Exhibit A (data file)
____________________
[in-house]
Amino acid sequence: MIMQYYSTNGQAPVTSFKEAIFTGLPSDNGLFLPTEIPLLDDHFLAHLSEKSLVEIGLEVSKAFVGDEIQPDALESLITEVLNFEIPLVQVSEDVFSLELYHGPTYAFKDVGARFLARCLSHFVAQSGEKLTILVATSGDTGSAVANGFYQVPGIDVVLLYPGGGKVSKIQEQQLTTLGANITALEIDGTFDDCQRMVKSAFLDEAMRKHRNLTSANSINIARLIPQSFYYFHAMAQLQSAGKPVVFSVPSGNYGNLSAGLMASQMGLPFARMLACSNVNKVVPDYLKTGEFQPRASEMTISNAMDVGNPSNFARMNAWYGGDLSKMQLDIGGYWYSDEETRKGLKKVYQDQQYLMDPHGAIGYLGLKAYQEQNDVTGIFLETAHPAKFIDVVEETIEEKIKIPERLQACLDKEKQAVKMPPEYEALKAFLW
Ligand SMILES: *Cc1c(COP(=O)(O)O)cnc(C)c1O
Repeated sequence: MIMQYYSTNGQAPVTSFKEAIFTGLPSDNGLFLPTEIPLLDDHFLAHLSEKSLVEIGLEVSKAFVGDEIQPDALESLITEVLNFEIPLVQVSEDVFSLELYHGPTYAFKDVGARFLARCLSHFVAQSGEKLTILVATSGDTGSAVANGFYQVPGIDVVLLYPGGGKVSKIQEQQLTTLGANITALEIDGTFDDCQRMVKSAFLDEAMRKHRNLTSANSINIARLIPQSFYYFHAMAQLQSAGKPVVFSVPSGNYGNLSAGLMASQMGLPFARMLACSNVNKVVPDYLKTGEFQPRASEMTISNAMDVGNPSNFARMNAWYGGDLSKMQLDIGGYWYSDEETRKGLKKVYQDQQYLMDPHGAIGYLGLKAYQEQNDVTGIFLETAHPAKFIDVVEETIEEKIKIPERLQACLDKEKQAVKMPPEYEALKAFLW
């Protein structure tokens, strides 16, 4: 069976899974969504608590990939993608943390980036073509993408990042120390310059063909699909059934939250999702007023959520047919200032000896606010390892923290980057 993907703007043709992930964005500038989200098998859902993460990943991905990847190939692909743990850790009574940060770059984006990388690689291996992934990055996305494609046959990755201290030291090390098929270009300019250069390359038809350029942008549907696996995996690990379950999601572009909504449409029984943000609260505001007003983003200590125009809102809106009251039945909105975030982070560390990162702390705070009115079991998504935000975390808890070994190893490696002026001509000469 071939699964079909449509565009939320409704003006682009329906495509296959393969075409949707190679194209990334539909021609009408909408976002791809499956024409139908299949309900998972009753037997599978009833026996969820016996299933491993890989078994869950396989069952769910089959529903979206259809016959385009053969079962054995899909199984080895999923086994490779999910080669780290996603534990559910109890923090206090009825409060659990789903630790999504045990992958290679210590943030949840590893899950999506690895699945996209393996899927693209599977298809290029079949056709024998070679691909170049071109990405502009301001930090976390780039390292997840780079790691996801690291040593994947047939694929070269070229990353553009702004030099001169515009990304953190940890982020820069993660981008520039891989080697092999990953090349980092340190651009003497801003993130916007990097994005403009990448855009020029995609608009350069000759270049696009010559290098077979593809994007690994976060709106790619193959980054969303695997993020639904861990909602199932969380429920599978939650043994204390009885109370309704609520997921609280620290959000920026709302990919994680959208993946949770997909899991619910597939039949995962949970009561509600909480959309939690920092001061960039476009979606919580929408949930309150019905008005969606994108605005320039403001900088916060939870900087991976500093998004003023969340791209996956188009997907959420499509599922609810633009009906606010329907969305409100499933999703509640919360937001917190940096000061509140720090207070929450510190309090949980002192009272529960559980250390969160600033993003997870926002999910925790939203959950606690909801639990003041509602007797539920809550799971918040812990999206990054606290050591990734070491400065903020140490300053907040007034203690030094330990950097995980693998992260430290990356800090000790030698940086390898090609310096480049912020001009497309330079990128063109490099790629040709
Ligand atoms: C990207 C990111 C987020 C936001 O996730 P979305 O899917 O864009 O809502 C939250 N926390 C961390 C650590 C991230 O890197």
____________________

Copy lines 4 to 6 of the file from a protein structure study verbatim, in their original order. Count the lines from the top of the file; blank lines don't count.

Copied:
Repeated sequence: MIMQYYSTNGQAPVTSFKEAIFTGLPSDNGLFLPTEIPLLDDHFLAHLSEKSLVEIGLEVSKAFVGDEIQPDALESLITEVLNFEIPLVQVSEDVFSLELYHGPTYAFKDVGARFLARCLSHFVAQSGEKLTILVATSGDTGSAVANGFYQVPGIDVVLLYPGGGKVSKIQEQQLTTLGANITALEIDGTFDDCQRMVKSAFLDEAMRKHRNLTSANSINIARLIPQSFYYFHAMAQLQSAGKPVVFSVPSGNYGNLSAGLMASQMGLPFARMLACSNVNKVVPDYLKTGEFQPRASEMTISNAMDVGNPSNFARMNAWYGGDLSKMQLDIGGYWYSDEETRKGLKKVYQDQQYLMDPHGAIGYLGLKAYQEQNDVTGIFLETAHPAKFIDVVEETIEEKIKIPERLQACLDKEKQAVKMPPEYEALKAFLW
């Protein structure tokens, strides 16, 4: 069976899974969504608590990939993608943390980036073509993408990042120390310059063909699909059934939250999702007023959520047919200032000896606010390892923290980057 993907703007043709992930964005500038989200098998859902993460990943991905990847190939692909743990850790009574940060770059984006990388690689291996992934990055996305494609046959990755201290030291090390098929270009300019250069390359038809350029942008549907696996995996690990379950999601572009909504449409029984943000609260505001007003983003200590125009809102809106009251039945909105975030982070560390990162702390705070009115079991998504935000975390808890070994190893490696002026001509000469 071939699964079909449509565009939320409704003006682009329906495509296959393969075409949707190679194209990334539909021609009408909408976002791809499956024409139908299949309900998972009753037997599978009833026996969820016996299933491993890989078994869950396989069952769910089959529903979206259809016959385009053969079962054995899909199984080895999923086994490779999910080669780290996603534990559910109890923090206090009825409060659990789903630790999504045990992958290679210590943030949840590893899950999506690895699945996209393996899927693209599977298809290029079949056709024998070679691909170049071109990405502009301001930090976390780039390292997840780079790691996801690291040593994947047939694929070269070229990353553009702004030099001169515009990304953190940890982020820069993660981008520039891989080697092999990953090349980092340190651009003497801003993130916007990097994005403009990448855009020029995609608009350069000759270049696009010559290098077979593809994007690994976060709106790619193959980054969303695997993020639904861990909602199932969380429920599978939650043994204390009885109370309704609520997921609280620290959000920026709302990919994680959208993946949770997909899991619910597939039949995962949970009561509600909480959309939690920092001061960039476009979606919580929408949930309150019905008005969606994108605005320039403001900088916060939870900087991976500093998004003023969340791209996956188009997907959420499509599922609810633009009906606010329907969305409100499933999703509640919360937001917190940096000061509140720090207070929450510190309090949980002192009272529960559980250390969160600033993003997870926002999910925790939203959950606690909801639990003041509602007797539920809550799971918040812990999206990054606290050591990734070491400065903020140490300053907040007034203690030094330990950097995980693998992260430290990356800090000790030698940086390898090609310096480049912020001009497309330079990128063109490099790629040709
Ligand atoms: C990207 C990111 C987020 C936001 O996730 P979305 O899917 O864009 O809502 C939250 N926390 C961390 C650590 C991230 O890197």